Chicago four-piece Yakuza, formed in 1999, self-released their debut Amount to Nothing in 2000, an off-kilter post-hardcore album that made some waves in local press. Their follow-up, Way of the Dead, marked significant stylistic changes, showcasing their eclecticism and taking a more avant-garde and jazzy approach. This was their only release via Century Media Records, and since their follow-up (2006’s Samsara) all the way to 2012’s Beyul they have remained quite firmly in the underground, despite their talent, songwriting and musicianship being often tantamount to some of the most forward-thinking metal acts of the 2000s and beyond. After twelve years of side-projects and setbacks the enigmatic quartet have returned with their seventh full-length release, Sutra.
The album’s only single ‘Alice’ serves as the record’s second track, flush with riffs that call to mind some of Mastodon’s sludgiest moments. Singer/saxophonist Bruce Lamont’s vocals are urgent, hypnotic, fading in and soaring over guitarist Matt McClelland’s relentless chugging. A track that is also in fact a kind of double homage: ‘Alice’ being the only working title from the record that remained unchanged; originally named so after one of the song’s riffs reminded McClelland of Alice in Chains, Lamont made an adjacent connection, lyrically basing the song on the works of English Author Lewis Carroll (namely, Alice in Wonderland).
‘Echoes from the sky’ displays more of the band’s mathier sounds, and in the second half we have our first taste of Lamont’s saxophones, one of the band’s signature traits that set them apart not only from their peers in the Chicago metal scene but nationally as an avant-garde metal act. The saxes come in huge layers here, wailing and droning, making for something quite unbelonging to the Occident. Yakuza have always stuck by a uniquely freeform writing process; their song structures are as loose and chaotic as their eclectic influences: everything from world music to Blut Aus Nord to King Crimson to John Coltrane—and yet they’ve have never left behind their hardcore roots, and it is this, their raw delivery that has set them apart from so much of the predictable and clean-cut post-metal that has clogged the 21st century.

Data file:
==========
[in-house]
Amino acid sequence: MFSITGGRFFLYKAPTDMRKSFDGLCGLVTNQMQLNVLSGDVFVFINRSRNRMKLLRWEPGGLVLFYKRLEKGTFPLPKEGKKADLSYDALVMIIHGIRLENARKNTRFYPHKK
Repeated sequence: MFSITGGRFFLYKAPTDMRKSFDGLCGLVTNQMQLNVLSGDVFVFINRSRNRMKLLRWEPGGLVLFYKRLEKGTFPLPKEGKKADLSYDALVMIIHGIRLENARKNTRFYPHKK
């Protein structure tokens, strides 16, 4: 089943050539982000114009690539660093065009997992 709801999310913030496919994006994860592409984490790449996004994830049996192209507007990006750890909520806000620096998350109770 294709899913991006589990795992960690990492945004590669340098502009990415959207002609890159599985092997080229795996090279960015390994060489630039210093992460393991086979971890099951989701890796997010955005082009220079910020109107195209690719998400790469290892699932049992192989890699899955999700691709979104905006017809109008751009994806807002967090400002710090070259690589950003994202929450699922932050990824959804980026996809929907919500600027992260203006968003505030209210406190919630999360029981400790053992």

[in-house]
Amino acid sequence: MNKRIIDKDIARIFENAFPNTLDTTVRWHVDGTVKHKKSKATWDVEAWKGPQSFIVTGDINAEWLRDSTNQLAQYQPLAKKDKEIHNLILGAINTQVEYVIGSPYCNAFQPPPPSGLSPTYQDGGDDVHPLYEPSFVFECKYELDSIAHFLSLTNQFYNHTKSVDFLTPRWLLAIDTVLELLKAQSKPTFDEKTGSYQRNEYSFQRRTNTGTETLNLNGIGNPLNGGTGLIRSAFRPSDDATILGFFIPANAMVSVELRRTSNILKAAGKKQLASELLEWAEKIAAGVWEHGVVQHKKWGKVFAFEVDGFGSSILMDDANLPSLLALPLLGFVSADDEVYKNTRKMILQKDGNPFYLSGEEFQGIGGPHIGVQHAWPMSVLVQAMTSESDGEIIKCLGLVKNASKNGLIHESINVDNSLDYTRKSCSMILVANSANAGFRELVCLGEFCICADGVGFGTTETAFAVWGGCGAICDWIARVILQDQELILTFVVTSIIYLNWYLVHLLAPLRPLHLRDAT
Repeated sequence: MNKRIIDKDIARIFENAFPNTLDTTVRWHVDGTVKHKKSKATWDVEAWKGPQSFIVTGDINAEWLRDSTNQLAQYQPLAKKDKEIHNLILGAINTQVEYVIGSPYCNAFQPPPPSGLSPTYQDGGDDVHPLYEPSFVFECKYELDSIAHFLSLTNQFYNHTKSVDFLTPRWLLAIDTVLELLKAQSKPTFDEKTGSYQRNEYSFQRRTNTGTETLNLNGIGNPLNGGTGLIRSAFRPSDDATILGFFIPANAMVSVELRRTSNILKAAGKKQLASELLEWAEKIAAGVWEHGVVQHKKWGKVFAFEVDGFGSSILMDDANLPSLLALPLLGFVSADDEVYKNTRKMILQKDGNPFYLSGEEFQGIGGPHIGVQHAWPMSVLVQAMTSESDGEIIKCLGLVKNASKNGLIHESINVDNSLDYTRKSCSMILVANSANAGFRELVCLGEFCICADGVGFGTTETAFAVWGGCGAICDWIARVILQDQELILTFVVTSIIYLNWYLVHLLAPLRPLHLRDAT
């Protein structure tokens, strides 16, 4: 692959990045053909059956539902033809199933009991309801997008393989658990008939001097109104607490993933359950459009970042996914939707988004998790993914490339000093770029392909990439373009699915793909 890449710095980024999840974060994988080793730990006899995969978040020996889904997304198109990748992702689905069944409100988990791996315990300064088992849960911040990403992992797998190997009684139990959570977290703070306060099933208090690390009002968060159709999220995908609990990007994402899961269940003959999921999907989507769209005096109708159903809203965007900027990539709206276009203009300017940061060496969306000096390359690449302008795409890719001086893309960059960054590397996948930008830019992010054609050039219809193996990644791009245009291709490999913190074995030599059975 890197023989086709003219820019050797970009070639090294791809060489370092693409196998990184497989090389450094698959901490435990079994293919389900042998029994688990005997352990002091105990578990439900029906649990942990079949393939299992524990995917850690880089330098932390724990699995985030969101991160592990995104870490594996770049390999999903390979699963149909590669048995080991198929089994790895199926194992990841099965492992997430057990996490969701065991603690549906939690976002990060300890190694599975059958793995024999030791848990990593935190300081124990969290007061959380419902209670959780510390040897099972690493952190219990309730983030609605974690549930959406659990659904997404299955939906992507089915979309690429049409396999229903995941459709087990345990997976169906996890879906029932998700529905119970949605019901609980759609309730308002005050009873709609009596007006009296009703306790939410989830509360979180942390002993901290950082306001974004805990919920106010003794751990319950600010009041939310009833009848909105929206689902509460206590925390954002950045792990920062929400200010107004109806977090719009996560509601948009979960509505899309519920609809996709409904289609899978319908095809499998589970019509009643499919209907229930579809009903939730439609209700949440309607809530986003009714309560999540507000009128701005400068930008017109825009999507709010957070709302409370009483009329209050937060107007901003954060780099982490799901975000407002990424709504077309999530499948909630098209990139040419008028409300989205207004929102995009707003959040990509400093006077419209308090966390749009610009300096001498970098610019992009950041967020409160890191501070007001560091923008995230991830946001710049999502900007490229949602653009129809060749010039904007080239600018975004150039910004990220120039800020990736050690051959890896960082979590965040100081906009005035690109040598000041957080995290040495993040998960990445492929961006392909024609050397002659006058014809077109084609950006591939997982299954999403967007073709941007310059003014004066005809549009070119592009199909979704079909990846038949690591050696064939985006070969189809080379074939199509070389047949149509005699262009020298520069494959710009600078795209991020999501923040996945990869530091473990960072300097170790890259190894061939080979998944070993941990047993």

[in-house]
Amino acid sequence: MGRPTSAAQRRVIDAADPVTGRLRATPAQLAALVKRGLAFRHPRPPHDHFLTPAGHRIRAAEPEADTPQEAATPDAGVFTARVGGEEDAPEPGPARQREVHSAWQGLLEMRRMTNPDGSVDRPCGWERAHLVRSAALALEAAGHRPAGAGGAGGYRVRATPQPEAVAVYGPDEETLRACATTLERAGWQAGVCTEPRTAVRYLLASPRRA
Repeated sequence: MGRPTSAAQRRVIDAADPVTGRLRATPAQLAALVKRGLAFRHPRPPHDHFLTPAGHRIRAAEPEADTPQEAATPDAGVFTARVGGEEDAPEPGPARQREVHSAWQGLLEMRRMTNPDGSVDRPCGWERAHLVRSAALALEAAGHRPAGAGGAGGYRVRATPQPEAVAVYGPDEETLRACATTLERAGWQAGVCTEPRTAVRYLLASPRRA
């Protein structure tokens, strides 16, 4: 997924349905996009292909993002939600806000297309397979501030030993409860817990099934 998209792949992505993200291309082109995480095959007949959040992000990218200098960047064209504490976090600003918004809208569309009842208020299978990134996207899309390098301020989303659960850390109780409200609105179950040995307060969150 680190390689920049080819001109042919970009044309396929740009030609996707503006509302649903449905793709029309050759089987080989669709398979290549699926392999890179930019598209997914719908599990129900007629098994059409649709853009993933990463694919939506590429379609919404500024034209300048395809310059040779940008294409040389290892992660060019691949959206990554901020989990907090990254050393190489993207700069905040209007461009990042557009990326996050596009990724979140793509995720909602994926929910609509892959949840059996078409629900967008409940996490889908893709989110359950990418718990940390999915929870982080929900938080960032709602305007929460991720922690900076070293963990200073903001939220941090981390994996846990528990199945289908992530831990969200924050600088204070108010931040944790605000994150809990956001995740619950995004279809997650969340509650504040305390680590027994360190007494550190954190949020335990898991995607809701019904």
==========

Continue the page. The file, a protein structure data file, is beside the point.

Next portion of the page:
‘Capricorn Rising’ is a standout track; dreamy jazz rock that makes way for pacing guitars, Lamont’s vocals becoming more and more primal; McClelland constantly toying with different riff variations, from the tremolo-picked to huge open riffs, with a crescendocore build and climax. In ‘Burn After Reading’, doomy riffs and aggressive cathartic vox suddenly transition into a jazzgaze mirage; once again the band displaying bipolarity and caprice, eventually building up to huge, crushing riffs before ending abruptly. ‘Psychic Malaise’, with its low-end sludge riffs and psychedelia, almost brings to mind some of Kylesa’s moments on their 2010 release Spiral Shadow with some brief dives into doom-jazz despair.
Sutra as an album is almost oxymoronic by nature, cerebrally at odds with itself; on one hand it’s their most chaotic and capricious album to date, yet it’s also their most cohesive. The further we delve into the rabbit hole—although we become further aware that we are in a structureless realm—every sonic ambush hits hard—and as if we were slowly moving a needle towards a balloon, if anything the foresight of drastic shifts in mood only add weight to the nonlinear systems they work within.
Sutra is also one of their proggiest albums yet, especially in the sense that, like with so many great prog records, it deserves listen after listen as every one will reveal new secrets—segues that you missed because you were still so engaged with the one preceding; constant thematic variations; nothing ever repeated, but reimagined. Eleven years since their last release and here is a band that somehow continues to evolve yet remain very much themselves, because even when Yakuza stick to their guns, they still have more ballistic intensity than most.
Sutra is out now via Svart Records and can be purchased here.
Words: Rory Hughes